• Billing and Insurance information

While I do not favor inclusion of personal billing and insurance information in my Electronic Health Record (EHR), it does provide an alternate way of paying one’s healthcare bills. From a security standpoint, it is this billing and insurance information that hackers are eager to get for financial exploitation. We must rely on many individual healthcare providers (who maintain the EHRs) to pay for adequate website security measures.

 Electronic Medical Records (EMRs)

While the Electronic Health Record (EHR) is designed for sharing with patients and other healthcare professionals for coordination of care, the Electronic Medical Records (EMRs) are not designed for sharing with people outside the healthcare business.  Because payers (government and insurance companies) often demand documentation for reimbursement purposes, the health records on the EMR is routinely accessed and shared  with payers.  Electronic Medical Records (EMRs) have been around longer than Electronic Health Records (which only came into existence with the HITECH Act of 2009).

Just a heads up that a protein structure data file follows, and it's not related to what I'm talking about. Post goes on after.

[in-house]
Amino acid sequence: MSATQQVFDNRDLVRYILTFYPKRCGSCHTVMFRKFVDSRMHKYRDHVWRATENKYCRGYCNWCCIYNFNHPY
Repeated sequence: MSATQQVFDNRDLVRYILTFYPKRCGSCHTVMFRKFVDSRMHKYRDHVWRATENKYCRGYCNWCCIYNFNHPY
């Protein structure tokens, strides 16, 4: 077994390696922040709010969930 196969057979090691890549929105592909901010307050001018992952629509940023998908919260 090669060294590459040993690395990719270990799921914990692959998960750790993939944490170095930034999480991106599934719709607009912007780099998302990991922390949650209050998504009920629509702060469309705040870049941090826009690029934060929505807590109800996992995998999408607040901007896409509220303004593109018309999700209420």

Electronic Medical Records (EMRs) are designed to improve the efficiency of a healthcare business and not to benefit the patient. Healthcare businesses that use EMRs usually populate them with ALL your health records including “raw” digital (electronic) outputs from medical equipment (images, xrays, CT scans, test results, etc.). The EMR also contains any other information demanded by the federal government and insurance companies for reimbursement purposes including patient progress records used to receive bonus payments linked to improved health outcomes.

Unlike Electronic Health Records (EHRs), the content of Electronic Medical Records (EMRs) is not regulated by the government. Software for Electronic Medical Records (EMRs) does not have to be certified. Medical businesses with EMRs before 2009 were probably better equipped (and trained) for Electronic Health Record (EHR) adoption than those who only kept health records in “paper” format. Hospitals and HMOs have had sophisticated EMR systems for internal use for many years.